At Home Farm Herbery we are now harvesting, drying and packaging this years crop of our culinary herbs which include, but are not limited to, chives, oregano, parsley, basil, rosemary and marjoram.
Many of Home Farm Herbery customers want to know how to use marjoram and it is a great herb for poultry and is used to make a blend called Herbes de Provence. Both these herbs and more can be found at my Home Farm Herbery Local Harvest website and we do free shipping.
Marjoram is a perennial herb in the mint family known for its sweet, citrus-pine flavor. It’s popular among Mediterranean cuisine.
Marjoram is also known as Origanum majorana, garden marjoram, knotted marjoram, majoran, majorana, majorana herb, majorana hortensis, marjolaine, Mejorana, and sweet marjoram.
Strong, resinous herbs like marjoram do best when allowed to mellow during the cooking process. To gently release the flavor oils of an herb in a slow-cooking sauce, soup, or stew, lightly crush the sprig before adding it to the liquid. Leaving the leaves on the stem makes it easy to remove the whole herb later. When adding dried Marjoram add it to the last 30 minutes of cooking soups or stews.
Also, marjoram’s woody stems can be used instead of wood chips on the grill. Try hot-smoking (cooking slowly in a covered grill so the smoke penetrates the food) a steak over thick marjoram stems
Marjoram is a culinary and medicinal herb in the mint family. It needs a hot climate (which we have in our part of Kentucky) to develop its full aroma, but it loses some of its flavor when it is dried. Marjoram goes well with thyme, bay leaves, black pepper, and juniper berries.
Marjoram’s constituents are Essential oil with alpha-pinene, alpha-terpinene, beta-sitosterol, cavracol, caryophyllene, citral, estragole, eugenol, geraniol, limonene, niacin, oleic acids, rosmarinic acid, tannins, ursolic acid, vitamin C, and zinc.
The parts of Marjoram used are the leaves and its typical preparations are for essential oil, infusions, teas, poultices.
Marjoram is a Greek word meaning “Joy of the Mountain”. According to Greek myth, Aphrodite said that the smell of marjoram was the smell of impending good luck. Greeks also believed that if it was growing on a grave, it was a sign that the departed soul had found happiness. Throughout the middle ages it was worn by bridal couples to signify love, honor, and happiness. It was used in England for many years as an ingredient in snuff, then as a somewhat exotic flavoring for beer.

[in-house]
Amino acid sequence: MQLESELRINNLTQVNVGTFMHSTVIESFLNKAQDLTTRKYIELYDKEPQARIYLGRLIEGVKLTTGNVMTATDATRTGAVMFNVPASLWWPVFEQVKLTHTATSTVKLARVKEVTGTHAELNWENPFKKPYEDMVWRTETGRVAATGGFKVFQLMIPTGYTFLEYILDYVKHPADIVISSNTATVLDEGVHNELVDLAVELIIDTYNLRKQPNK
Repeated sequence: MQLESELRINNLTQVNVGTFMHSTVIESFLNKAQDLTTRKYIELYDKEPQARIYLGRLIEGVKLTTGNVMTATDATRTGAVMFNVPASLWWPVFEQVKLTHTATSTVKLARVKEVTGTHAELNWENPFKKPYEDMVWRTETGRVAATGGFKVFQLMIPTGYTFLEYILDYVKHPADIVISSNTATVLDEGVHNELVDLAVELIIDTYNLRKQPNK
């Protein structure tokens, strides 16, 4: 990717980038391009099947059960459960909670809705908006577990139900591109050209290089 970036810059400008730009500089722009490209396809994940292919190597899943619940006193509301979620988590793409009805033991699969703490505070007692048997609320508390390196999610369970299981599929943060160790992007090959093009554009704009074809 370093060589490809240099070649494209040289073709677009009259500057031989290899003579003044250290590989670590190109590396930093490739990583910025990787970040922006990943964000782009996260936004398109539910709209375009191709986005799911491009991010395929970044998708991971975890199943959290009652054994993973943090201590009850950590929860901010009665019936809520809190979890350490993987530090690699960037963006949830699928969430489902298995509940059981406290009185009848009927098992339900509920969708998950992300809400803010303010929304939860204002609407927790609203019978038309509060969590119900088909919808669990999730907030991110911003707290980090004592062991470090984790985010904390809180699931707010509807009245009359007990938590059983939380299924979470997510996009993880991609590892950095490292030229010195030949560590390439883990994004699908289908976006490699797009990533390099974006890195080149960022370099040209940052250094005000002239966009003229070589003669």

According to a review in the journal Evidence-Based Alternative and Complementary Medicine published in June 2005, the essential oil of marjoram is known to reduce anxiety and fatigue (as documented in studies published in Japanese). The British Journal of Nutrition reported in March 2005 that consuming a salad served with an oil and vinegar dressing flavored with marjoram offers the equivalent antioxidant power of 200 milligrams of vitamin C. Contemporary scientific research, however, has not examined the traditional uses of marjoram in herbal healing. The traditional uses of marjoram include preventing spasms in the digestive tract, relieving dry cough, relieving pain on bruises, lumbago, and sprains, breaking up congestion caused by coughs and colds, and encouraging lactation in nursing mothers. Several European legends tell that if anoint yourself with marjoram before you go to sleep, you will dream of your future spouse. The famous herbalist Nicholas Culpeper said that it “helps all diseases of the chest which hinder the freeness of breathing”.
Women who experience heavy menstruation should avoid marjoram. The herb is not recommended for infants and small children.
The medical information above is for educational purposes only as this information has not been evaluated by the Food and Drug Administration and this information is not intended to diagnose, treat, cure, or prevent any disease.
May the Creative Force be with you.